Is Normal Always Normal?
What does “normal” really mean? Besides your grandmother, and maybe your parents, do you know anyone who is truly “normal?” There’s a list of normal Hollywood celebrities that includes Matt Damon, Johnny Depp and Jennifer Aniston, but are they really normal?
That famous, last-century psychoanalyst Sigmund Freud made a stab at defining normal: “Every normal person, in fact, is only normal on the average. His ego approximates to that of the psychotic in some part or other and to a greater or lesser extent.” Say what?
When applied to fertility, the word normal is even more vague. Alexis and Gabriel are a couple that came to see me recently for fertility issues. Alexis is young, vibrant and in her early thirties. Gabriel is healthy as an ox and has had “normal” semen analyses for at least 3 straight years, well before they even started trying to conceive. As normal as any couple can be. Despite this, they are not parents yet. In fact, Alexis miscarried twice while trying to conceive at home and since then the couple failed three successive attempts at in vitro fertilization (IVF). You can follow their story on Alexis’s site or stay tuned to I saw the couple recently and was quite surprised to learn that, through all of their fertility care, Gabriel had never had a formal male evaluation. It was assumed that since his semen analysis was normal, his fertility was also normal. So why was I surprised? Ah, because normal isn’t always normal. Here are a couple of facts about the semen analysis:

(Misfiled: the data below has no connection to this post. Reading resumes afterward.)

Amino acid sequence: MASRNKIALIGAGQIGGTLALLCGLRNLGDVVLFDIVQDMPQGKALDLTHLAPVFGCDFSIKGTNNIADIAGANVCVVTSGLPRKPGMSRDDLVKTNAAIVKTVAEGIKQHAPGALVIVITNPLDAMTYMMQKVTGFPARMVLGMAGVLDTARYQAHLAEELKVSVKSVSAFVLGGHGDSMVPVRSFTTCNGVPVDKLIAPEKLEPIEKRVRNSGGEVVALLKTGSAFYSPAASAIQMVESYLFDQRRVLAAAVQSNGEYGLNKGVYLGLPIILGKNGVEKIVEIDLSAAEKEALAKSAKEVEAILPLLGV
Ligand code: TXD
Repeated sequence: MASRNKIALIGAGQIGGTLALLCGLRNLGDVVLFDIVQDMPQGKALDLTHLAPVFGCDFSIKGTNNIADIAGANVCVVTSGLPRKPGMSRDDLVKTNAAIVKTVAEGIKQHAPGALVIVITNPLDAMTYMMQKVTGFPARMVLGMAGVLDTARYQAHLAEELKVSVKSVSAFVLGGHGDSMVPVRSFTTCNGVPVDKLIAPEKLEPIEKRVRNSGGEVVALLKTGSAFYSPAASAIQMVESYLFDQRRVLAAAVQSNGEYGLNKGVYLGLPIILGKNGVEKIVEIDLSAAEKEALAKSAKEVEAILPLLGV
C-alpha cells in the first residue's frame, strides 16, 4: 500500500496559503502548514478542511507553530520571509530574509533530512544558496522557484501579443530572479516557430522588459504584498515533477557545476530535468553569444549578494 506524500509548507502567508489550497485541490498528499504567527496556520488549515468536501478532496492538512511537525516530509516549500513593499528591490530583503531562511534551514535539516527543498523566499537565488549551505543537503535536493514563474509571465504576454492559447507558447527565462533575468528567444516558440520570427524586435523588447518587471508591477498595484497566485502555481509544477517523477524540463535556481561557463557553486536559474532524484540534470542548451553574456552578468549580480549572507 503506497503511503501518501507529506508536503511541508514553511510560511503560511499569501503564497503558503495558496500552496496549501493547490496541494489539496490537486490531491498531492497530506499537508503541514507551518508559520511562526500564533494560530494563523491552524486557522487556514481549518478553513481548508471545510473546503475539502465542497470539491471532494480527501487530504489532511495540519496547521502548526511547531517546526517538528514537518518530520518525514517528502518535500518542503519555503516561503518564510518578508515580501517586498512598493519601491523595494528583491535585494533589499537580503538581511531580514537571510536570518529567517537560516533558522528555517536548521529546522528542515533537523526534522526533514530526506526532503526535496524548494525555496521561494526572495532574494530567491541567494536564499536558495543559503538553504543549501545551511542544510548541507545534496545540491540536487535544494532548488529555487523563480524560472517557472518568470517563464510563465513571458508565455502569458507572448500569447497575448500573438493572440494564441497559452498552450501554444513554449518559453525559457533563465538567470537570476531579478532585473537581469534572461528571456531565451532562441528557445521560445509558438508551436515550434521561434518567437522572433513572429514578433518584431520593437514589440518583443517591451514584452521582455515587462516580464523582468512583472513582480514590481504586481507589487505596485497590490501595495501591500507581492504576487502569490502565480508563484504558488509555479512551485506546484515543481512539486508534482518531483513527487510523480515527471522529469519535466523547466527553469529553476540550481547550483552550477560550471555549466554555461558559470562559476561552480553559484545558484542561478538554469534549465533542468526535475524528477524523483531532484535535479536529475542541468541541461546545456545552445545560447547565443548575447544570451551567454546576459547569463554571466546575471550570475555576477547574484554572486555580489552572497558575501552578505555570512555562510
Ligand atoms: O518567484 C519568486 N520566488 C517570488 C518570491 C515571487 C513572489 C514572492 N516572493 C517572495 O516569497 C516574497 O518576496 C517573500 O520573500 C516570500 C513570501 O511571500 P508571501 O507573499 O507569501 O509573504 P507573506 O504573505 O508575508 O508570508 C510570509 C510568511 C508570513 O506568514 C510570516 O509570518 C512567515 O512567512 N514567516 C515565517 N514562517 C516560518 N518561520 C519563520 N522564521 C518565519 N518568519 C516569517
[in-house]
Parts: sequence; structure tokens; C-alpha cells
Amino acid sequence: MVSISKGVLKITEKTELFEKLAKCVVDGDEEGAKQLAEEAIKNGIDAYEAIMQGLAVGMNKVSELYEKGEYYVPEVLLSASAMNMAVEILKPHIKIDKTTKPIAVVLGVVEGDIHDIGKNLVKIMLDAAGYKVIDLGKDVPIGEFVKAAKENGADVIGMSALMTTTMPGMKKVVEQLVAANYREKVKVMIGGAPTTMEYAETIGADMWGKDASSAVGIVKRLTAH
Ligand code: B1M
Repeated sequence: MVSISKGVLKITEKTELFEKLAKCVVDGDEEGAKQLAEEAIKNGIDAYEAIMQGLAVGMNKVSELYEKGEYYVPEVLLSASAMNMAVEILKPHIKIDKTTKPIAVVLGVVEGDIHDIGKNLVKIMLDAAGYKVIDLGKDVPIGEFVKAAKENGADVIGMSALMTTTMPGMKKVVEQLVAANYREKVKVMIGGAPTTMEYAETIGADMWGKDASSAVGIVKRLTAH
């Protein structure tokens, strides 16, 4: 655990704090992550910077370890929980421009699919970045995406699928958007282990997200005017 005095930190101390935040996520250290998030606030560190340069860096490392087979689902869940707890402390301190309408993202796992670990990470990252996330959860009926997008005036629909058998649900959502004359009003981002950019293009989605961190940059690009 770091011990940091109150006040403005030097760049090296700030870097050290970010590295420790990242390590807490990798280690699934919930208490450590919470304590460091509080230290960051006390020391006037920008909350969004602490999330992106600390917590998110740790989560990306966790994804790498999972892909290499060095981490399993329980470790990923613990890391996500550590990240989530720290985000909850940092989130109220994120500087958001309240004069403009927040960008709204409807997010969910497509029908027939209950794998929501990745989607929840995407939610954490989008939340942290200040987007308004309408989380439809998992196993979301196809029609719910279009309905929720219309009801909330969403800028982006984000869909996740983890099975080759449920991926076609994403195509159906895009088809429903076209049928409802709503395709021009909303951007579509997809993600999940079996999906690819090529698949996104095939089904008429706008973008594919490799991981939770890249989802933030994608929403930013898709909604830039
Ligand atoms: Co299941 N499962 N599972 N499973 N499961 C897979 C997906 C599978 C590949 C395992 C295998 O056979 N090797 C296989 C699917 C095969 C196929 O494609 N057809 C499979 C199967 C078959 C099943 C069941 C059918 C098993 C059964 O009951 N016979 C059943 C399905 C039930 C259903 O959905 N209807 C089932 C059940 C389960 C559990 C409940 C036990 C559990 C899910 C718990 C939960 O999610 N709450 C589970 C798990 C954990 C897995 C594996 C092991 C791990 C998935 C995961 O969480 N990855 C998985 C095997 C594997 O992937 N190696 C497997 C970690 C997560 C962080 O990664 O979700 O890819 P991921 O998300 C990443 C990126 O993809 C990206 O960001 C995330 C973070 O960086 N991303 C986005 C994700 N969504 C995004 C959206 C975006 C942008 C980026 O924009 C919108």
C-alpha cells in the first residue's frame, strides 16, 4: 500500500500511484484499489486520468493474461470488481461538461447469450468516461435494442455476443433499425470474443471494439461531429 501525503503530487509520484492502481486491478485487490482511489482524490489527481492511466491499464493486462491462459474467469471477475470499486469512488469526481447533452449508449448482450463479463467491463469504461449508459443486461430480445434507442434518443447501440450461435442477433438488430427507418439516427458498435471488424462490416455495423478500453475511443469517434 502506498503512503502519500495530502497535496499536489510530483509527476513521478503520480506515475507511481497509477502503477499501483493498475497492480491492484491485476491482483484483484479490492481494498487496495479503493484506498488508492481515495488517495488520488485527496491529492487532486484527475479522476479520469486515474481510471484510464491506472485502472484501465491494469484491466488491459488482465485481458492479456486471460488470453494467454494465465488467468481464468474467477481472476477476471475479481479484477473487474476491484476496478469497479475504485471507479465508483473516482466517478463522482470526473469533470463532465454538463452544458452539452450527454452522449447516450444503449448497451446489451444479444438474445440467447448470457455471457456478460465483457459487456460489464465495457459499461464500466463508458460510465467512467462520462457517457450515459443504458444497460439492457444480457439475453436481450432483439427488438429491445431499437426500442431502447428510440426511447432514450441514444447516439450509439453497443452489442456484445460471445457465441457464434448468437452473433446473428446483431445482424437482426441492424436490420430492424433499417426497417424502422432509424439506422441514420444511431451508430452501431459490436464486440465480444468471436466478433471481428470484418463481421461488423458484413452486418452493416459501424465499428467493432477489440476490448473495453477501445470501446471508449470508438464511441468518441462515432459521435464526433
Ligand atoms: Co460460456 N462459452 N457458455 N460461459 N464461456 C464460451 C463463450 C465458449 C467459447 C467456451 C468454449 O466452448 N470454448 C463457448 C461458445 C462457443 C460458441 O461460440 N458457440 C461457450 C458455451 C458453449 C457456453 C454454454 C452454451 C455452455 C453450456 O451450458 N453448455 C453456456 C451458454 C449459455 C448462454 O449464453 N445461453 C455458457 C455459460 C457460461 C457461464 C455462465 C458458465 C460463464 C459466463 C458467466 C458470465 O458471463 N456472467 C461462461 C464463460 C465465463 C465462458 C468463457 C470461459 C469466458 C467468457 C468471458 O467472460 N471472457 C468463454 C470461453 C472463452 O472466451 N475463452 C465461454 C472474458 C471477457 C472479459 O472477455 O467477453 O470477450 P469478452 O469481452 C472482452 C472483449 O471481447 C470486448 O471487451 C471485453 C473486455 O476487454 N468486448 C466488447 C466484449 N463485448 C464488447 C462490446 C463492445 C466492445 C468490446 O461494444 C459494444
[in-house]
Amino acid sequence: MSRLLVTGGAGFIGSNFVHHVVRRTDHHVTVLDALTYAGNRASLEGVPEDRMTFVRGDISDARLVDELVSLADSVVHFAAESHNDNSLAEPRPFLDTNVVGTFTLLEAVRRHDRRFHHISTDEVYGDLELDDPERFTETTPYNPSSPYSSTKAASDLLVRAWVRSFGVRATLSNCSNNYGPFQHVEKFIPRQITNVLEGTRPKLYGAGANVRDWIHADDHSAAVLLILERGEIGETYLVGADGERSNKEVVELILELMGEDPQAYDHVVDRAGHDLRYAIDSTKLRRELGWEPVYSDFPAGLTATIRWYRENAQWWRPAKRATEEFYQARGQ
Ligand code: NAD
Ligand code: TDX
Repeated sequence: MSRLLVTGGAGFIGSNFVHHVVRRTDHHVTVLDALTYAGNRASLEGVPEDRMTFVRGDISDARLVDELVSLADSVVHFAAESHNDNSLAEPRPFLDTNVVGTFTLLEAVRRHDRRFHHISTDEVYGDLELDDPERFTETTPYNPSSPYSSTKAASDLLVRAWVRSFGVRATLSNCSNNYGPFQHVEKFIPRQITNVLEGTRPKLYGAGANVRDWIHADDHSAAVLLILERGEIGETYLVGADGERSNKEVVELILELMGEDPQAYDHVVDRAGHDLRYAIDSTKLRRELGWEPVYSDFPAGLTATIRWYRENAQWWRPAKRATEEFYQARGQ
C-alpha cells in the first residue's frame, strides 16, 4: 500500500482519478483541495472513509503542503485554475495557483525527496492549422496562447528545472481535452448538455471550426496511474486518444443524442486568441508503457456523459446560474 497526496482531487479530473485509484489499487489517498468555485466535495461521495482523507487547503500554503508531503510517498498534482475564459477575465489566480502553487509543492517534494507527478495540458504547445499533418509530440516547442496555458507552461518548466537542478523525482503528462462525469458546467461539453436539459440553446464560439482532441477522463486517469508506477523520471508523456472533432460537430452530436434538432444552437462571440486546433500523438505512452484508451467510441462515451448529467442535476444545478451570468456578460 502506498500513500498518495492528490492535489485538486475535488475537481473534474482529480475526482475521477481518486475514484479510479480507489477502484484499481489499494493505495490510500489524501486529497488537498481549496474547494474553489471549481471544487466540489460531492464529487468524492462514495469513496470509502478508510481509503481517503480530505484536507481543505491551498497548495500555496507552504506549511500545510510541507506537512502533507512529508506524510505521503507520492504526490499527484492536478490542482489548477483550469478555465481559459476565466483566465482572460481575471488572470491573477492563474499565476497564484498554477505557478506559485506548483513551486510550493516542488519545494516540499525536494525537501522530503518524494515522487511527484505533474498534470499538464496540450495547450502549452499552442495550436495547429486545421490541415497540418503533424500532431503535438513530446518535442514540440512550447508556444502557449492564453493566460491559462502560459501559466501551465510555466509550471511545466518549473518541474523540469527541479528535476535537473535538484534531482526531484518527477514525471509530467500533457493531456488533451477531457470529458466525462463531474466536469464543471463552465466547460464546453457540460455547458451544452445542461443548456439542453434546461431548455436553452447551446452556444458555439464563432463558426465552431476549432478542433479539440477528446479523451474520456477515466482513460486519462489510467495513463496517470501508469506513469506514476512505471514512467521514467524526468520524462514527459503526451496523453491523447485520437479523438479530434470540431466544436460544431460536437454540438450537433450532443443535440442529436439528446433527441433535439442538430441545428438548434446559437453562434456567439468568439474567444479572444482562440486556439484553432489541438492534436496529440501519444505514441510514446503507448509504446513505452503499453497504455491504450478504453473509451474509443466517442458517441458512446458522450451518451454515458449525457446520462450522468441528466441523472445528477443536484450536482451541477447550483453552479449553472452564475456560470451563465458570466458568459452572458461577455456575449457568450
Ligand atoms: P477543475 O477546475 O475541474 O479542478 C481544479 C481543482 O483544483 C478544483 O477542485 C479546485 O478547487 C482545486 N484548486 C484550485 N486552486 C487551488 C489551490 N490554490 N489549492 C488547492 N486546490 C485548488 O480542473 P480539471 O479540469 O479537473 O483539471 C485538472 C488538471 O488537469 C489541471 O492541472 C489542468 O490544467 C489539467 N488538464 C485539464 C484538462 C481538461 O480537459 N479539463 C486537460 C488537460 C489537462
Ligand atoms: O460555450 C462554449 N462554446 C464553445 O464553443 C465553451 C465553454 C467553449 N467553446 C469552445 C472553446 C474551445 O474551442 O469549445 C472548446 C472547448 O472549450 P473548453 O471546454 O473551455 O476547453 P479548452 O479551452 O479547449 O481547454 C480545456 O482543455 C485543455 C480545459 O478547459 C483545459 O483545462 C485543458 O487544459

- Except for showing absolutely no sperm, the semen analysis is a terrible predictor of male fertility. As a fertility tool, it is a “blunt instrument.”
- For years and until recently, “normal” semen quality was defined by “expert consensus” (i.e. knowledgeable professionals sitting around a table) and not by hard evidence.
- Semen quality varies widely over time, even within an individual. A semen analysis is less similar to measuring blood glucose levels than it is to ordering stars in the sky.
- A subset of men with “normal” semen analyses have subtle, occult functional sperm issues. It’s all about quality not quantity here. Sort of like the whole team showing up for the ballgame, but not playing very well on the field.
My evaluation of Gabe, soon to be revealed on The Doctors Show, was that his sperm might not be as healthy as previously thought. His sperm DNA is fragmented, he has a clinical varicocele and needs more antioxidants. Are these findings linked? Could be. Could these findings explain several years of infertility? You bet. Can they be helped? You bet. Can’t wait to see what happens…
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